Cross-border shopping and dining described as “antisocial behaviour”
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    Cross-border shopping and dining described as “antisocial behaviour”

    The deserted centre of Sluis this afternoon. © Belga

    People who cross the border into the Netherlands and Luxembourg to go shopping, drinking and dining are displaying “antisocial behaviour,” according to Flemish minister-president Jan Jambon.

    This afternoon the town of Sluis, just across the border in the Dutch province of Zeeland, has closed its own bars and restaurants as a reaction to the hundreds of Belgians who have crossed the border since the shutdown was imposed on Friday at midnight.

    Earlier, the mayor of Turnhout said he was writing to the mayors of Tilburg, Breda and Eindhoven in the southern part of the Netherlands to ask them to bring their own rules into line with Belgium’s, in order to prevent what he called “horeca-tourism”.

    But since then the exodus has continued, with Belgians taking advantage of the Sunday shopping in Maastricht, having Sunday lunch in Sluis and even, in one case reported by the owner of a bar on the border with the Grand-Duchy, crossing into Luxembourg for drinks and food.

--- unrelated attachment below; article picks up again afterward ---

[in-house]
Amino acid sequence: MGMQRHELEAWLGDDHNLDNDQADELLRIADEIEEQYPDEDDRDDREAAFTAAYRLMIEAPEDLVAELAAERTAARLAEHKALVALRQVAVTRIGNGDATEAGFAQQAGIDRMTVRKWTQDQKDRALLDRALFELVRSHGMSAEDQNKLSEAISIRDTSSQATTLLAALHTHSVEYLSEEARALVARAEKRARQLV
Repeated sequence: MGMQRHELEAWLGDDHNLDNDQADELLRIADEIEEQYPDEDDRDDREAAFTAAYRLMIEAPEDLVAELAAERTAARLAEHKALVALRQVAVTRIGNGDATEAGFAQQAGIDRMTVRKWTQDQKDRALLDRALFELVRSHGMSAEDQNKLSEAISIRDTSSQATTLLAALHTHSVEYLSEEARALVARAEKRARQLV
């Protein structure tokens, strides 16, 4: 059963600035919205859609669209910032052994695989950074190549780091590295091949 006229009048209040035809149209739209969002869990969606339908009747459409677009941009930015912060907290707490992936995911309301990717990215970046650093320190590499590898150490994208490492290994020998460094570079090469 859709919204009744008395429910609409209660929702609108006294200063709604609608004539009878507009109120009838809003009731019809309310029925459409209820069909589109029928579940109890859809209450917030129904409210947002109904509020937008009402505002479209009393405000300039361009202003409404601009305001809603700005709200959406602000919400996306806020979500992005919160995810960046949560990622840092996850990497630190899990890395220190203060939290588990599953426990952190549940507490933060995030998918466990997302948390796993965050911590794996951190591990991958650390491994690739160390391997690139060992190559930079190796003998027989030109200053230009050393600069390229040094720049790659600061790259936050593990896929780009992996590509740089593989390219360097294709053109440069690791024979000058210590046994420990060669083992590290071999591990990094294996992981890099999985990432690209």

Federal health minister Maggie De Block was unsparing with her criticism.
    “A virus does not respect a country’ frontiers,” she said.

    It’s such a shame to do this. These people are at risk of being infected, even when they’re in the Netherlands. There, too, they have the same crisis as we have.”

    Flemish minister-president Jambon is also mayor of Brasschaat, a town very close to the border. “It’s antisocial behaviour,” he said.

    Going into a cafe in the Netherlands has the same effect as doing it here. There are no frontiers for a virus. I am asking everyone to have some social conscience, and I insist. People have to keep their distance wherever people gather, here and across the border.”

    Leopold Lippens, mayor of Knokke, took the unilateral decision to shut down his town before the federal government made the measure national. He now feels developments have vindicated his decision.

    I’m at the border with Sluis. There were 10,000 people there eating and drinking, 96% or 98% of them Belgians, because they can afford it,” he told Bel-RTL radio.

    It’s an unimaginable scandal. They have no idea of the risk they are bringing back with them – it’s very real. These are people with no sense of civic responsibility.”

    Alan Hope
    The Brussels Times